A long list of NGOs is then read out, including WDCS. Technically they are asking formally to be admitted. The Chair asks if we accept all these groups. A flag is raised. It is Argentina and she asks to see a written list before they approve admission. The Chair agrees. A few NGOs were not listed, including WWF and UNEP WCMC and they rush to microphones to note that they are in fact here.
The spoon-billed sandpiper now takes the stage. An expert, Professor Dave Wilcove, from Princetown University now addresses the Conference. He explains that it is the abundance of many migratory species that makes them so important. For example, the Salmon in the Columbia River Basin: in the 1800s there were 350-500 pounds of salmon in this system but now only 26-30 million pounds. Many non-migratory species, including bears, are dependent on this migratory species and will suffer because of its decline.
In North America, 6-21 million pounds of defoliating insects per day are consumed by migratory songbirds. What would be the effect of losing these birds?
Many uncertainties affect migratory species. Often we have incomplete knowledge about many migratory species. Scientific uncertainty will diminish. We are entering, he claims, the ‘Golden Age’ of migration science, as new technologies will give new insights. Some uncertainties will, of course, continue. In the US there is a migration of dragon flies but we don’t know why and where they are going. (A monitoring tag has recently been fitted for the first time to an insect species.)
Climate change will affect temperature and precipitation patterns. He takes the case of a flycatcher which has not changed the timing of its migration, whilst its food resource has responded to climate change. Such mismatches may be increasing important in the future. He notes the climate threat to sea turtles too.
Invasive species can also be expected to spread around the world: another threat to migratory species.
He proposes five steps to create effective ecological networks for migratory species.
1. Create a ‘red list’ of declining migratory species. (He notes here the threat to the highly migratory monarch butterfly where deforestation in Mexico at one end of its range is adversely affecting it).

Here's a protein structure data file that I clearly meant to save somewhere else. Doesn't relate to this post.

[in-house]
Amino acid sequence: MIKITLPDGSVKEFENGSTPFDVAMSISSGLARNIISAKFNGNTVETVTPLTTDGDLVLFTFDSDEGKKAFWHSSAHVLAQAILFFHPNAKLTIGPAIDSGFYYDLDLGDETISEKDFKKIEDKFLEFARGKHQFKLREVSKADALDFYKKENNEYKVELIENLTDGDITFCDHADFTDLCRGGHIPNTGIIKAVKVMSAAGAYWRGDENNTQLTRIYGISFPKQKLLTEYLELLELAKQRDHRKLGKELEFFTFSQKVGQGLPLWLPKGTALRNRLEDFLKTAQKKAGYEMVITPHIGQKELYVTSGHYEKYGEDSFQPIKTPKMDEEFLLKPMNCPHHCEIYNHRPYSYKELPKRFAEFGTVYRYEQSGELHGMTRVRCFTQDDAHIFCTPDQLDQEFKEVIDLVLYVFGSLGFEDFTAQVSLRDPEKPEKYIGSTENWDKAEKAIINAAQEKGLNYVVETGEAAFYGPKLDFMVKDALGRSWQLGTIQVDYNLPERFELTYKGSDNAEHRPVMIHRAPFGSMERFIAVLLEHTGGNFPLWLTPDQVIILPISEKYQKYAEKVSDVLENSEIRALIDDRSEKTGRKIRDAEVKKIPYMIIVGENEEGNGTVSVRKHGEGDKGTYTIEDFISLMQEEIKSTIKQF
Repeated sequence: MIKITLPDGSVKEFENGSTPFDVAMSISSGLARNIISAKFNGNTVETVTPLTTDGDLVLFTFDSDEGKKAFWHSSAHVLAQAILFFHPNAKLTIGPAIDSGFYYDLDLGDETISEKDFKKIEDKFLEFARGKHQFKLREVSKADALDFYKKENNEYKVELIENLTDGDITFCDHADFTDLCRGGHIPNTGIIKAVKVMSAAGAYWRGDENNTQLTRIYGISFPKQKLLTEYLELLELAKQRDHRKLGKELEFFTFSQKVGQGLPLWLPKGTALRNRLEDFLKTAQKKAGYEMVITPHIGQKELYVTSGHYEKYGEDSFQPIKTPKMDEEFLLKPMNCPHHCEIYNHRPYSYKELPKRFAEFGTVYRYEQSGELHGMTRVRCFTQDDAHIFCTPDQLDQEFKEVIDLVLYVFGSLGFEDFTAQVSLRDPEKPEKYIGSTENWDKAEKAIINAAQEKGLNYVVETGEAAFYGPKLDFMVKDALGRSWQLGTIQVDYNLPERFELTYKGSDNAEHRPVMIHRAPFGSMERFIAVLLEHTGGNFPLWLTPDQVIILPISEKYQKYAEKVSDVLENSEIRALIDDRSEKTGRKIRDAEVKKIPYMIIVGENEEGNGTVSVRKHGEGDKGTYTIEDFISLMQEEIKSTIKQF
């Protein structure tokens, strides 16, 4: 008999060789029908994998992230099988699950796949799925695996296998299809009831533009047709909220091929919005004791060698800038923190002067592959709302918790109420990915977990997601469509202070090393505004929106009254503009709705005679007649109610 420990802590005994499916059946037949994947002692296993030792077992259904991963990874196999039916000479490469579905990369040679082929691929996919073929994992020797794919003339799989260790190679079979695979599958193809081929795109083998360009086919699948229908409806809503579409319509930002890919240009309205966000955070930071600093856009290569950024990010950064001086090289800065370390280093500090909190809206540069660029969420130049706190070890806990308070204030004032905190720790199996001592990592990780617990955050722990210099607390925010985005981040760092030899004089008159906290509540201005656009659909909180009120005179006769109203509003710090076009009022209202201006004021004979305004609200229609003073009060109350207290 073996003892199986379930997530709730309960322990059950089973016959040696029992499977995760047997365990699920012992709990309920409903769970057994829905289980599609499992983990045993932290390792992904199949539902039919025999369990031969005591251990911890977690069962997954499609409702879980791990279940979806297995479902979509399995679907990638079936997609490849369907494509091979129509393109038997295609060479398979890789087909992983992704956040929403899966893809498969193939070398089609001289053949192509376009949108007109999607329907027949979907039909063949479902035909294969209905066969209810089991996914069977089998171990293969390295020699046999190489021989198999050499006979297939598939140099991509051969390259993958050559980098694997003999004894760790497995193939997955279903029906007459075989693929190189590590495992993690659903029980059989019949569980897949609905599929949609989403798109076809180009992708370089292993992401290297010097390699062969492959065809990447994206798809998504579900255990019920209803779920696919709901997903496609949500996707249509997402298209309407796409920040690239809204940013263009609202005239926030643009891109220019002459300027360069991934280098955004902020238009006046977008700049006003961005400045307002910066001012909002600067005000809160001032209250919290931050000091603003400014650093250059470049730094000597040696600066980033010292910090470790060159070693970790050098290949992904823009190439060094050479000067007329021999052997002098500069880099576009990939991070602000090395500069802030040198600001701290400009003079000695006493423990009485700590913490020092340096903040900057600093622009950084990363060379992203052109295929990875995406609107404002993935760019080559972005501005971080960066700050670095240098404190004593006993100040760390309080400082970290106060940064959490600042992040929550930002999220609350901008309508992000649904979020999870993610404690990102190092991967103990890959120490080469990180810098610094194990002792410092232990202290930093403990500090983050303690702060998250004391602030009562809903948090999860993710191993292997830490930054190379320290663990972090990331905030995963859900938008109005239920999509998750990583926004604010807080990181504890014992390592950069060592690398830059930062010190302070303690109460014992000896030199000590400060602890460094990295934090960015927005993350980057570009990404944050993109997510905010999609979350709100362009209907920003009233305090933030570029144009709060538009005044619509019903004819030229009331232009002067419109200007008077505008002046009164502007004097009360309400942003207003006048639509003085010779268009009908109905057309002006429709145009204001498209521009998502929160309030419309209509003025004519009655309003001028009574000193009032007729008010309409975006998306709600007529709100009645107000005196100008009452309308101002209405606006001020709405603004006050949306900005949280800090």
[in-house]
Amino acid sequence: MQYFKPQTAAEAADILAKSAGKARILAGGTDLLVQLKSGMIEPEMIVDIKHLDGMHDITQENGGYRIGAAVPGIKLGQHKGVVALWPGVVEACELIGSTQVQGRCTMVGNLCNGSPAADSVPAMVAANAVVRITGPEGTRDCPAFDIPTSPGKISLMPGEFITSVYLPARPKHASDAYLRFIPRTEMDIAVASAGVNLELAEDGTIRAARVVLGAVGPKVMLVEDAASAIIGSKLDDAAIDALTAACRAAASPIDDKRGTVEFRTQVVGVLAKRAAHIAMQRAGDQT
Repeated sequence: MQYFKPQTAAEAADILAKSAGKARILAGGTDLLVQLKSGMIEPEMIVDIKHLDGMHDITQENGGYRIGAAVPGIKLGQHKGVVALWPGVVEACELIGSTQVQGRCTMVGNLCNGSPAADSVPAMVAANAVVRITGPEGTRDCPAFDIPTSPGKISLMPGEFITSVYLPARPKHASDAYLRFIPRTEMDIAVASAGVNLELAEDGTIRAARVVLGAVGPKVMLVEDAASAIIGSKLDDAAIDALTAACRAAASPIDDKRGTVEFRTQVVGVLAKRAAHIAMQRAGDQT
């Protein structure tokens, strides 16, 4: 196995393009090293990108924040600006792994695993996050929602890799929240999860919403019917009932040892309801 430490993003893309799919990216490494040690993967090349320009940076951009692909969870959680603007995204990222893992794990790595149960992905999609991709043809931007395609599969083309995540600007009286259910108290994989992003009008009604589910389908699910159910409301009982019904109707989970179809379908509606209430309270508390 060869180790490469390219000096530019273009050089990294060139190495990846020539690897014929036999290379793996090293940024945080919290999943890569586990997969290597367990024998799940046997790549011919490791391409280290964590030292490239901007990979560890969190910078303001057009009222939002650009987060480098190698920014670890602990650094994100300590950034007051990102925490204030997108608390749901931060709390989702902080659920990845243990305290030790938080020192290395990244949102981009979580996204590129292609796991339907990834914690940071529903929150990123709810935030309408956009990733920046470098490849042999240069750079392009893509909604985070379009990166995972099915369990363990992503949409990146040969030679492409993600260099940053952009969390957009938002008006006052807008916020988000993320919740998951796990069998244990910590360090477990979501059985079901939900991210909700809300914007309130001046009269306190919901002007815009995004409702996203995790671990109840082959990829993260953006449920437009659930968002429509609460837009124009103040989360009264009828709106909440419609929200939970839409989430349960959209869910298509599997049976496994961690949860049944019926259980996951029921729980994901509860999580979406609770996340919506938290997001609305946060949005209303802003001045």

2. Protect high-quality habitat across the entire migratory latitudinal and longitudinal range of the species
3. Identify and protect stop-over points.
4. Use incentives and regulations to maintain flexibility.
5. Stronger alliances to address threats to migratory species and here he mentions that even those technologies that seek to address climate change can be a problem for migratory species.
We can do more – we must not do less. The great migrations are irreplaceable, he concludes to supportive applause and the Chair notes that this is all food for thought. Egypt asks for a copy of the presentation to that it can be changed into Arabic.
Into the Future
Before lunch the Chair of the Intercessional Working Group on the Future Shape (of the CMS) gives an update on this work area. He introduces ERIC – the Environmental Regulation and Information Centre – which has made an independent assessment of this issue. He outlines the work to date and concludes that investing in biodiversity is investing in mankind’s future.
The meeting then breaks for a signing ceremony – for new parties to various legal instruments within the CMS family - and we shall come back to this matter after lunch.
Various countries now come forward to sign the Shark MOU, the Aquatic warbler MOU, the Raptors MOU. Italy for example takes to the stage to applause and signs the Shark and Raptors MOU. Germany does the same, as does Romania. A little later the EU signs the Shark MoU. Others follow.
Many people quietly check their emails, pausing only to clap.
A lunch break arrives and delegates set off for lunch in another part of the conference hotel which is a couple of blocks (and potentially a significant soaking) away. Not only is there ample and excellent food here provided by the host nation but a side event on ecological networks.
To provide a flavour of the context of CMS here follows a list of some of the species that it caters for:
Sharks – CMS oversaw the Second Meeting on International Cooperation on Migratory Sharks in 2008 and now we have the MOU in place for them, as signed earlier by various nations and the EU.
African Elephants – there is an MOU for West African elephants too. Its first meeting happened in Ghana in 2009. One of the issues brewing here at the COP is how many species of African elephant should be recognised. Some favour two others, including the CITES Secretariat as we heard last week in the Scientific Council only one and obviously this has implications for their conservation.
Aquatic Warblers and other avian species – they have an MOU too; so do the Siberian Cranes and also the migratory grassland birds of Southern South America. Then there is a houbara bustard MOU.
Saiga Antelopes – another MOU and the Bukhara deer have one too!
Dugongs – and another and its signatories met in 2010.
Bats – there is a fully fledged Agreement for bats in Europe known as ‘Eurobats’, and its party nations last met in the Czech republic in 2010.